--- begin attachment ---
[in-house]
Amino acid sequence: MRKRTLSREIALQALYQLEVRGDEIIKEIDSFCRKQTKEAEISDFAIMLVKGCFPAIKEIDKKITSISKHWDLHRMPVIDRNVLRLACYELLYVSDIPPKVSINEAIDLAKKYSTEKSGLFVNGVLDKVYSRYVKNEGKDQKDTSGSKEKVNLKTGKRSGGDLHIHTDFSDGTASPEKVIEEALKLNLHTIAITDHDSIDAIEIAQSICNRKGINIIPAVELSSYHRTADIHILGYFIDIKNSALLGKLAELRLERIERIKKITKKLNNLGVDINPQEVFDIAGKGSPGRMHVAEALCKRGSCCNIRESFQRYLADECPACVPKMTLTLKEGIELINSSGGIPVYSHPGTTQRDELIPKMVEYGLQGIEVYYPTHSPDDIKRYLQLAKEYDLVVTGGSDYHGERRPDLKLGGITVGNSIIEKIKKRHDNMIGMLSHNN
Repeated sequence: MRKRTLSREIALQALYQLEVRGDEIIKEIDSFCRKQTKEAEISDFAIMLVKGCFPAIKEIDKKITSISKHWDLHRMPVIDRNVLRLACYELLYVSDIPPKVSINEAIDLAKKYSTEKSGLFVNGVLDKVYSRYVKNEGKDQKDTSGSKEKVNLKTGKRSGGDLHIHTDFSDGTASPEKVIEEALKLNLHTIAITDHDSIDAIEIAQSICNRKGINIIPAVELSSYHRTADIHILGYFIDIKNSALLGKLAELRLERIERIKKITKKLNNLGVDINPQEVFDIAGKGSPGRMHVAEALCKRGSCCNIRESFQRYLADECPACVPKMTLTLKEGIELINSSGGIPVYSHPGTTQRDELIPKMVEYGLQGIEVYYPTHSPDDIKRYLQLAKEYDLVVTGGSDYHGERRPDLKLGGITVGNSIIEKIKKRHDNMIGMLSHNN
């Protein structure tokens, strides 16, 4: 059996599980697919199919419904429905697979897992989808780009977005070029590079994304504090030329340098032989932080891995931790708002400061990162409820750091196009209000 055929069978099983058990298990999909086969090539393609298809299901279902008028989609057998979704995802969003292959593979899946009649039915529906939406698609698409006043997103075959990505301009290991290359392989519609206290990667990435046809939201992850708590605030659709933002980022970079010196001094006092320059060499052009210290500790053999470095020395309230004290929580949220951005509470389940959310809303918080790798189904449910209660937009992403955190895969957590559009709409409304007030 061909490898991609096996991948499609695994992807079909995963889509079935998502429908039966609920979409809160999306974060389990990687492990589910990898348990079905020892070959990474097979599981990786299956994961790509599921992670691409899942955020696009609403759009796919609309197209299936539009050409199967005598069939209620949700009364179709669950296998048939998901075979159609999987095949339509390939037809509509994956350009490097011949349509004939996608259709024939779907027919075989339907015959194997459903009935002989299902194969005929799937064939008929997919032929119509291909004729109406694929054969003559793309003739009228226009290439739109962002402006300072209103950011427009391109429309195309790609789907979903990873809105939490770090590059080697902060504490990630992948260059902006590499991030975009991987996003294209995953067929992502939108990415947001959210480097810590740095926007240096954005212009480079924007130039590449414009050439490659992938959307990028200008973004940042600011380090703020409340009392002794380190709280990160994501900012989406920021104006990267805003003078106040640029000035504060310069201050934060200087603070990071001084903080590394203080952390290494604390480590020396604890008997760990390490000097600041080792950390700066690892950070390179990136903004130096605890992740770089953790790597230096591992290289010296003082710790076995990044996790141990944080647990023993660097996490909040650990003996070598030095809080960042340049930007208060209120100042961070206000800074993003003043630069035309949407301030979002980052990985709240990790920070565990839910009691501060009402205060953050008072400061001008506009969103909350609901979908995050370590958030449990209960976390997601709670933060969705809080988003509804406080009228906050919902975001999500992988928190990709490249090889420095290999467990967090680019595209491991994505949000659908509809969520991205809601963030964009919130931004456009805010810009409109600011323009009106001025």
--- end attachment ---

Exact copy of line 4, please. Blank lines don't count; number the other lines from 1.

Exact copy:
């Protein structure tokens, strides 16, 4: 059996599980697919199919419904429905697979897992989808780009977005070029590079994304504090030329340098032989932080891995931790708002400061990162409820750091196009209000 055929069978099983058990298990999909086969090539393609298809299901279902008028989609057998979704995802969003292959593979899946009649039915529906939406698609698409006043997103075959990505301009290991290359392989519609206290990667990435046809939201992850708590605030659709933002980022970079010196001094006092320059060499052009210290500790053999470095020395309230004290929580949220951005509470389940959310809303918080790798189904449910209660937009992403955190895969957590559009709409409304007030 061909490898991609096996991948499609695994992807079909995963889509079935998502429908039966609920979409809160999306974060389990990687492990589910990898348990079905020892070959990474097979599981990786299956994961790509599921992670691409899942955020696009609403759009796919609309197209299936539009050409199967005598069939209620949700009364179709669950296998048939998901075979159609999987095949339509390939037809509509994956350009490097011949349509004939996608259709024939779907027919075989339907015959194997459903009935002989299902194969005929799937064939008929997919032929119509291909004729109406694929054969003559793309003739009228226009290439739109962002402006300072209103950011427009391109429309195309790609789907979903990873809105939490770090590059080697902060504490990630992948260059902006590499991030975009991987996003294209995953067929992502939108990415947001959210480097810590740095926007240096954005212009480079924007130039590449414009050439490659992938959307990028200008973004940042600011380090703020409340009392002794380190709280990160994501900012989406920021104006990267805003003078106040640029000035504060310069201050934060200087603070990071001084903080590394203080952390290494604390480590020396604890008997760990390490000097600041080792950390700066690892950070390179990136903004130096605890992740770089953790790597230096591992290289010296003082710790076995990044996790141990944080647990023993660097996490909040650990003996070598030095809080960042340049930007208060209120100042961070206000800074993003003043630069035309949407301030979002980052990985709240990790920070565990839910009691501060009402205060953050008072400061001008506009969103909350609901979908995050370590958030449990209960976390997601709670933060969705809080988003509804406080009228906050919902975001999500992988928190990709490249090889420095290999467990967090680019595209491991994505949000659908509809969520991205809601963030964009919130931004456009805010810009409109600011323009009106001025």